What happened to my Lime tree?

I do not know too much about my Lime trees because they were planted by a previous owner. However, I have 2 of them. My tree in the front made lots of Limes this year. My tree in the backyard didn't make any Limes, however it produced one orange. An orange. Probably originating from the orange trees in some of my neighbor's yards. We live in Florida. I ate the orange, it was really very tasty. But what happened to all of the Limes? I don't get it. We did have some frost this year and I had some plants that died. But why would the lime tree still be able to produce an orange? Maybe someone can help me with this Lime tree. Thanks.
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Most likely planted too deep.
However, I have 2 of them. My tree in the front

I planted peach trees once and they produced apples?
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Sincerely,
John A. Keslick, Jr.
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I would say the obvious answer is most likely correct. You don't have two lime trees.
David
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On 2/5/2008 2:45 PM, snipped-for-privacy@tampabay.rr.com wrote:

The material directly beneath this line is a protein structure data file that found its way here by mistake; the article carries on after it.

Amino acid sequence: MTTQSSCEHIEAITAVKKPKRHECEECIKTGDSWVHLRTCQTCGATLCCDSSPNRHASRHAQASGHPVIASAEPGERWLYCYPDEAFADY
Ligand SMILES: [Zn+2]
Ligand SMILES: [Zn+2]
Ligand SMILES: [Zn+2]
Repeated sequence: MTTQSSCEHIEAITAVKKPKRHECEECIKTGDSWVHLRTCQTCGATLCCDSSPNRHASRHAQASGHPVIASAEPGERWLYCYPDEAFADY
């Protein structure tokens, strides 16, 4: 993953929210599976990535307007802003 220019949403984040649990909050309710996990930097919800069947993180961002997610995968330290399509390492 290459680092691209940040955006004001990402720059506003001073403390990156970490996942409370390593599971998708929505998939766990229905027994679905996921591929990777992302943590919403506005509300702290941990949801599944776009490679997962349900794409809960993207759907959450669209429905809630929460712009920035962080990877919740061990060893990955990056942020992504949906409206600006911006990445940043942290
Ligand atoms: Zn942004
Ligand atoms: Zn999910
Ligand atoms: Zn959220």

If the tree in back really was a lime, it might have been grafted to orange root stock. Then, if growth above the graft point died, only the root stock remained alive to produce new growth (oranges in this case). That is the second most likely explanation.
The first most likely explanation was suggested by Hare-Scott. You had only one lime tree. If your neighbors have orange trees, it's possible a seed from one of their fruits sprouted in your yard.
What definitely did not happen is that pollen from a neighbor's tree caused the lime tree to produce an orange. Even when there is cross-pollination, the fruit always reflects the plant on which it grows. The results of cross-pollination appear only in plants grown from the resulting seeds.
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David E. Ross
Climate: California Mediterranean
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